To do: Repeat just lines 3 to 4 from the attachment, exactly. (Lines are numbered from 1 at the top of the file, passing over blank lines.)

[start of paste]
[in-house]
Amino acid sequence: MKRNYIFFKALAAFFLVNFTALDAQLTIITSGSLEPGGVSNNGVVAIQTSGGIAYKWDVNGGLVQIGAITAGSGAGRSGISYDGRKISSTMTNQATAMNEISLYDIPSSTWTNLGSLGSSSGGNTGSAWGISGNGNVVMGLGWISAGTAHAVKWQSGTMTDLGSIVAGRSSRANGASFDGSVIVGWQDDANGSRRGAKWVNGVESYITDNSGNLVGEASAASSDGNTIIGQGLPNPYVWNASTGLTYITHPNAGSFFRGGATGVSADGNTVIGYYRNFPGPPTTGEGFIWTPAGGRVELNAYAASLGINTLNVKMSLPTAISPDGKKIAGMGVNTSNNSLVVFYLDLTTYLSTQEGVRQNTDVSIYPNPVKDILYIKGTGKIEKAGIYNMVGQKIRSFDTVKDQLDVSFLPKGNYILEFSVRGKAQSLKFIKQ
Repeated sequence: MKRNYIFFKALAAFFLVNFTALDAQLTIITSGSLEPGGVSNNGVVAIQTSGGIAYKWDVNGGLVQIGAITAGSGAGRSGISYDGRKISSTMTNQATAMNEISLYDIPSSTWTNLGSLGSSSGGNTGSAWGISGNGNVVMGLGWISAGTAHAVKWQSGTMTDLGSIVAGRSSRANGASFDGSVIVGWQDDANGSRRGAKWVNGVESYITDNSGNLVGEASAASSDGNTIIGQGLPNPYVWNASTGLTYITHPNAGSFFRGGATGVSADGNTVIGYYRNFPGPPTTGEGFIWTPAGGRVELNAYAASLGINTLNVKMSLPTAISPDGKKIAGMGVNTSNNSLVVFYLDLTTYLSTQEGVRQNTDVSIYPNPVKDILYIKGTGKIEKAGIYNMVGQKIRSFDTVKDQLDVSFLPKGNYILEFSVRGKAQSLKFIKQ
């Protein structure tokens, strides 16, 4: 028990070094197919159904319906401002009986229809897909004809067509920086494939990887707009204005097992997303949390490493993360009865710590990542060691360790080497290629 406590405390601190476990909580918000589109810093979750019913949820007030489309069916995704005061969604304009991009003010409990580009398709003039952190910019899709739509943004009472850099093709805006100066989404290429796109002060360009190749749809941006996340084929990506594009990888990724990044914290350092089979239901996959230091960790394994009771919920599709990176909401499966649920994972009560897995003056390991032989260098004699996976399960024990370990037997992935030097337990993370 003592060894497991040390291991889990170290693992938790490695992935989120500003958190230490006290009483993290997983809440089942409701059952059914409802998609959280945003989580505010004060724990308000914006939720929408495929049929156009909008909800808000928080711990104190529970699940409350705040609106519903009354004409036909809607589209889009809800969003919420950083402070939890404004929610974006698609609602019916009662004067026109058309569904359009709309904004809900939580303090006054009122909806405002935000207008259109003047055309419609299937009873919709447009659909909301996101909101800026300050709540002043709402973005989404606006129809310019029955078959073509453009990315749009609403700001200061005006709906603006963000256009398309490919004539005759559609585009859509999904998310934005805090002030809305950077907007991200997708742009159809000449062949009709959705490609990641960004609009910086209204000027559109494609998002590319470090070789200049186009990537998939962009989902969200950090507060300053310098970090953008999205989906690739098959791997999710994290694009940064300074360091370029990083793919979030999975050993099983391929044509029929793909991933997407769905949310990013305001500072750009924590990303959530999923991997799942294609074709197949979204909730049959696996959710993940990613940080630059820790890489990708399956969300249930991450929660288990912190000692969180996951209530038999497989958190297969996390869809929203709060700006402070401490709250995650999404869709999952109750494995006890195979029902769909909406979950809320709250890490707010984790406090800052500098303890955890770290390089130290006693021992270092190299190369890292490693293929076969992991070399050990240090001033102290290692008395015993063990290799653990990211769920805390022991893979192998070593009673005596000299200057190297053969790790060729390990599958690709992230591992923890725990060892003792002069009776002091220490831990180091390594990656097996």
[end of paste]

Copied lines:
Repeated sequence: MKRNYIFFKALAAFFLVNFTALDAQLTIITSGSLEPGGVSNNGVVAIQTSGGIAYKWDVNGGLVQIGAITAGSGAGRSGISYDGRKISSTMTNQATAMNEISLYDIPSSTWTNLGSLGSSSGGNTGSAWGISGNGNVVMGLGWISAGTAHAVKWQSGTMTDLGSIVAGRSSRANGASFDGSVIVGWQDDANGSRRGAKWVNGVESYITDNSGNLVGEASAASSDGNTIIGQGLPNPYVWNASTGLTYITHPNAGSFFRGGATGVSADGNTVIGYYRNFPGPPTTGEGFIWTPAGGRVELNAYAASLGINTLNVKMSLPTAISPDGKKIAGMGVNTSNNSLVVFYLDLTTYLSTQEGVRQNTDVSIYPNPVKDILYIKGTGKIEKAGIYNMVGQKIRSFDTVKDQLDVSFLPKGNYILEFSVRGKAQSLKFIKQ
């Protein structure tokens, strides 16, 4: 028990070094197919159904319906401002009986229809897909004809067509920086494939990887707009204005097992997303949390490493993360009865710590990542060691360790080497290629 406590405390601190476990909580918000589109810093979750019913949820007030489309069916995704005061969604304009991009003010409990580009398709003039952190910019899709739509943004009472850099093709805006100066989404290429796109002060360009190749749809941006996340084929990506594009990888990724990044914290350092089979239901996959230091960790394994009771919920599709990176909401499966649920994972009560897995003056390991032989260098004699996976399960024990370990037997992935030097337990993370 003592060894497991040390291991889990170290693992938790490695992935989120500003958190230490006290009483993290997983809440089942409701059952059914409802998609959280945003989580505010004060724990308000914006939720929408495929049929156009909008909800808000928080711990104190529970699940409350705040609106519903009354004409036909809607589209889009809800969003919420950083402070939890404004929610974006698609609602019916009662004067026109058309569904359009709309904004809900939580303090006054009122909806405002935000207008259109003047055309419609299937009873919709447009659909909301996101909101800026300050709540002043709402973005989404606006129809310019029955078959073509453009990315749009609403700001200061005006709906603006963000256009398309490919004539005759559609585009859509999904998310934005805090002030809305950077907007991200997708742009159809000449062949009709959705490609990641960004609009910086209204000027559109494609998002590319470090070789200049186009990537998939962009989902969200950090507060300053310098970090953008999205989906690739098959791997999710994290694009940064300074360091370029990083793919979030999975050993099983391929044509029929793909991933997407769905949310990013305001500072750009924590990303959530999923991997799942294609074709197949979204909730049959696996959710993940990613940080630059820790890489990708399956969300249930991450929660288990912190000692969180996951209530038999497989958190297969996390869809929203709060700006402070401490709250995650999404869709999952109750494995006890195979029902769909909406979950809320709250890490707010984790406090800052500098303890955890770290390089130290006693021992270092190299190369890292490693293929076969992991070399050990240090001033102290290692008395015993063990290799653990990211769920805390022991893979192998070593009673005596000299200057190297053969790790060729390990599958690709992230591992923890725990060892003792002069009776002091220490831990180091390594990656097996």